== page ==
TPN: How much have you kept in touch with Jamie Dixon after leaving Pitt? Is he still a big presence in your life? *

TW: Oh yeah, for sure. It’s funny, I try to tell these guys how much Dixon has changed personality-wise since I first got to school. Dixon would attest to this, when I was in school, I was one of the joking guys. He’d be at a podium, reciting a speech, and when it goes quiet, I’d say something funny like “Yeah, Dixon!” and he’d immediately know it was me, just to lighten him up a little bit. Him being so personable now, he’s made some tremendous strides that are amazing to see. And I think these guys are starting to appreciate it, because he does so much for this team. But definitely, I try to keep in touch with coach Dixon as much as I can. He’s definitely been a better communicator as far as texting goes, because he was one of these guys that talks on the phone, because obviously he comes from the old school. He’s been getting more in-tuned with texting, as well as being more social media-friendly. I’ve started to build a little bit of a relationship with coach Smoke [Marlon Williamson]. I’m happy I’ve been around [in Pittsburgh] this whole summer, I got to learn a lot of tendencies from a lot of guys. It’s just been great to be around.

TPN: Is coaching something you’d be interested in in the future? *

TW: Coaching is exactly what I want to do. That is my goal, that is my future endeavor. Anyone that asks me what I want to do career-wise, I’ve always said I wanted to help. Period. I’m most useful at the college level, that’s where my knowledge and my experience is, especially at my age. Do I want to hang it up and stop playing? Not really. But if I had the opportunity to coach at the college level at the moment, I would definitely stop playing and start coaching.

TPN: Going back to another one of your teammates, what’s it like watching former center Steven Adams succeed in the NBA?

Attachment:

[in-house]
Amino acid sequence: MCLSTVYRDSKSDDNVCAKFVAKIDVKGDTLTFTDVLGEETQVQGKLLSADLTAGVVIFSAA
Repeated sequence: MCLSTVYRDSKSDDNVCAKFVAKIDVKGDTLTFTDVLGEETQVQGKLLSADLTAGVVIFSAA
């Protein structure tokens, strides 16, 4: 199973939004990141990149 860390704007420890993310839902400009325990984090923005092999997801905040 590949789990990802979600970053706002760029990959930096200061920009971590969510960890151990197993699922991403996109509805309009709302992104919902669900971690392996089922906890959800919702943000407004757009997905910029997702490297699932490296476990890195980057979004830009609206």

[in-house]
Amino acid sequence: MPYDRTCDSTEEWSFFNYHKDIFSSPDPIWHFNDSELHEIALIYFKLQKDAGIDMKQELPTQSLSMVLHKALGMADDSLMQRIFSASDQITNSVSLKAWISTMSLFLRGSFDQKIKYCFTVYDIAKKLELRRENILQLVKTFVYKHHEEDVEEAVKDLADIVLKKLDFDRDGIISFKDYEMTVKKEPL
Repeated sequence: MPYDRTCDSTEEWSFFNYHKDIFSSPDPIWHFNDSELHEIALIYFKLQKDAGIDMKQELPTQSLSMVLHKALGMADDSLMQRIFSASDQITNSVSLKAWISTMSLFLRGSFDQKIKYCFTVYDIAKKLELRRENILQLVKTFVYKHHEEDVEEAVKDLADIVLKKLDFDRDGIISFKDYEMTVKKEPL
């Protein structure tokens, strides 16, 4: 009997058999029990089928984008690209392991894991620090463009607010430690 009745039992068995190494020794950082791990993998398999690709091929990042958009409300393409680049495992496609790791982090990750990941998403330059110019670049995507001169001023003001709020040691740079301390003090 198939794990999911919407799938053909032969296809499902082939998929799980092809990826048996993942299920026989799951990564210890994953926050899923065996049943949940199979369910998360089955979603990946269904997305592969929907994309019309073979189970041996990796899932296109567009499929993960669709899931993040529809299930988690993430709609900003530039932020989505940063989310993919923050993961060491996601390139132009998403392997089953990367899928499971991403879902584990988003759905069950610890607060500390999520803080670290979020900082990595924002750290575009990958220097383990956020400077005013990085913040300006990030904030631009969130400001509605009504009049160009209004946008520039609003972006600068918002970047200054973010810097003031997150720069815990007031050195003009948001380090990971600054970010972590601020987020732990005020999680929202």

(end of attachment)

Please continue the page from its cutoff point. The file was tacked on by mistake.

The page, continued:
TW: If anyone read any of my prior interviews, I’ve been saying this forever. Steven Adams will be one of the best bigs in the NBA because he’s fearless, his work ethic and his desire to improve. You don’t see a lot of bigs like that. His toughness is unmatched. It’s great to see.

TPN: What is your opinion on the decision for all sports to transition to the Pitt script logo for the 2016-2017 season?

TW: Love it. The crazy thing is, when I was in school — I think I was a sophomore or a junior — I actually presented the idea of doing the whole Pitt blackout, and it was great to see [the school do it last season]. Athletics said they didn’t want to do it because West Virginia had their black jersey. But I thought that was reason enough to do it because we had the rivalry. Especially at that time when we had that rivalry, that would be something great. Panthers are black. But I love the Pitt script logo. I think it’s great that we’re going back to that. I’m eager to see what our uniforms are gonna look like basketball-wise.

TPN: They’re bringing the Backyard Brawl back for football.

TW: In 2022, right? [laughs] By 2022, a lot of these guys won’t even know where the tradition of the Backyard Brawl came from. For some strange reason, I feel that Pitt and West Virginia are going to meet in the NCAA Tournament this year or next year, or in a bowl game. Some way, somehow it’s gonna happen before 2022.

TPN: There hasn’t been any word on the basketball front for the Backyard Brawl. How excited would you be to see the two teams play at least one more time? *

TW: [The Backyard Brawl] was my favorite game to play. Every single year of my career. That was the one game you knew that you just couldn’t wait for. You knew it was going to happen twice that year, and you knew it was gonna be an intense game. I wish it would have happened this year, with guys like Mike Young who’s been around Pittsburgh for a while and understands the tradition, or guys like James Robinson, who’s played since his freshman year and he kind of sees how valuable those games are. Those are lifetime experiences that I don’t think the NCAA takes into consideration as they should. These are lifetime experiences, the same as the Duke and North Carolina rivalry is. Though media-wise it’s not as blown up as theirs, and it’s probably not as long and dragged out, but for guys like us, this is what we live for. This is what players come to Pitt for. They can’t wait to be a part of that tradition and rivalry. It is what it is. I understand why things are done, but it’s not for the most genuine reasons. Everything is about the dollar.

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Catching up with Tray Woodall